By Tressa Girodo
Arizona Daily Wildcat
October 24, 1997

Wildcats look to straighten out offense against lackluster Oregon schools


Leigh-Anne Brown
Arizona Daily Wildcat

Arizona junior forward Nikki Jones attacks the ball in the Oct. 4 game against LMU. This weekend the team takes on the Oregon universities at home.

As Arizona continues its record-breaking season into the heart of the Pacific 10 Conference season, its youth needs to come of age if the team wants a shot at the postseason.

This weekend's games against the Oregon schools is a perfect chance to get things rolling.

"Neither Oregon nor Oregon State has a great record, but both teams have had great results," head coach Lisa Fraser said. "We have to come out and play well this weekend. We're still very young, so we're very inconsistent."

The Ducks stand at 3-11-1 overall and 0-4 in the Pac-10. Head coach Bill Steffen brings a good deal of coaching experience from his days at North Carolina - one of the nation's premier programs.

"We're not really coming out quick," said Steffen, who was 5-11-2 in his first season at Oregon. "We tend to play better during the center parts of periods. That's a problem for us if we put ourselves in a hole in the early or late parts. We need focused play for a full 90 minutes."

Oregon State has struggled as well, winning two games this season to its 14 losses, but the Beavers lead the series 2-0. Last year's match resulted in a 4-0 shutout.

OSU could be on the up and up coming off of a 4-3 overtime loss to then No. 18 Southern California (13-1-1, 4-0).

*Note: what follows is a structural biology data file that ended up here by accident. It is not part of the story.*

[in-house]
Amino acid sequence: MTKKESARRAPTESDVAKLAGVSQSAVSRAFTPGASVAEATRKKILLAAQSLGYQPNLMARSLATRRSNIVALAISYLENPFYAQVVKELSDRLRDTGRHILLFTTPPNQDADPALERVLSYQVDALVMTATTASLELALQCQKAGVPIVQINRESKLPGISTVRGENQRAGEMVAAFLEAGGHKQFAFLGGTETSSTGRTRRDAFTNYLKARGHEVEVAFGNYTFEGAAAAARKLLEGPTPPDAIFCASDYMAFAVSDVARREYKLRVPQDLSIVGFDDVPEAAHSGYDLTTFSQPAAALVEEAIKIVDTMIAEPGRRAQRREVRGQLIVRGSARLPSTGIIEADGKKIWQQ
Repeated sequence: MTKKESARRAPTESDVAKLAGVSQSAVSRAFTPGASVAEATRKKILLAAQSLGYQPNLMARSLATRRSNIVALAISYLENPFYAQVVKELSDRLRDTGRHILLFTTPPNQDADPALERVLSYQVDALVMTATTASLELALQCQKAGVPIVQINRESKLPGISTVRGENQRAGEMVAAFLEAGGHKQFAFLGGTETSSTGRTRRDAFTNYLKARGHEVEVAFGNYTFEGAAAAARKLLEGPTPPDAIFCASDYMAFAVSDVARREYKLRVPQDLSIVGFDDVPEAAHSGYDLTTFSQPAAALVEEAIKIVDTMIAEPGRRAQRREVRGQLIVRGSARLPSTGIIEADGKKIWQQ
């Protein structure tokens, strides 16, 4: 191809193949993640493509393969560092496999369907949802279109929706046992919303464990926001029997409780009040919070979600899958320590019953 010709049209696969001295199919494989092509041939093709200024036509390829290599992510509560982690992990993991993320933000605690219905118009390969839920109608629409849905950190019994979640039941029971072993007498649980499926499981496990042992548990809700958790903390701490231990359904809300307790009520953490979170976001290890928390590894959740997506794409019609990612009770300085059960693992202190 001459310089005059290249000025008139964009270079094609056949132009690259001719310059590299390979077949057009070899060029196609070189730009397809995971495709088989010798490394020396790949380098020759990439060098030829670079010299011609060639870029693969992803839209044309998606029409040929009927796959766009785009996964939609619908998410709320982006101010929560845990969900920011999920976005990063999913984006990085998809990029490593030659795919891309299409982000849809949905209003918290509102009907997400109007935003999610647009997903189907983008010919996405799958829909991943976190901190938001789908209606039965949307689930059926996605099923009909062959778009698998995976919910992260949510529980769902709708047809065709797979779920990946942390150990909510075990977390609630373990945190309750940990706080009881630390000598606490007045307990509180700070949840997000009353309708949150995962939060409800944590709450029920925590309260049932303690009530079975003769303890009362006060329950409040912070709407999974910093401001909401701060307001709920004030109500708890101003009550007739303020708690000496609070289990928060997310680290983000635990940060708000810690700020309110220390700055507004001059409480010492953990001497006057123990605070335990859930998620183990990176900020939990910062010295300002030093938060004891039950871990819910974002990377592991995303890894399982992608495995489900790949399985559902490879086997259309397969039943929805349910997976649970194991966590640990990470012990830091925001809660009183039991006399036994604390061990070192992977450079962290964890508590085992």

Arizona split its games last weekend against the Washington schools, but the defense is still winning games. Arizona has scored only one goal the entire weekend, prompting some frustration on the part of the forwards.

"It is really frustrating this season because we don't have any good shots on goal because we don't have any scoring chances," junior forward Nikki Jones said. "It is hard for our team to change during a game."

The problem of no offense stems from a lack of transition from the backfield to the offensive third of the field.

"Our entire transition is lost-we need to get more people up," Jones said. "We are numbers down on every offensive attack. In our last game against Washington State we had the most offense in a while. We took advantage of their mistakes and used the room on offense with defensive runs up the field."

Since its inception, Arizona (7-6-1, 1-2) has developed a solid backfield - it has recorded a record five shutouts this season allowing only 14 goals in 14 games.

Fraser is considered a defensive specialist and during her first three seasons had former Wildcat Christine Keeley, UA's all-time leading shooter, to shoulder the offensive load.

"It has been so frustrating. We are so defensive minded," Jones said. "Everyone thinks that once we've stopped them (the opposition) we can relax because our job is done."

If Arizona can get the offense moving - something both Oregon schools have been susceptible too - the forwards' confidence level should rise.

"We need to work more on moving forward as a team," Jones said. "We have practiced holding the ball until the team moves up. We (forwards) are not taking people on and are not going to the goal, but we will.''

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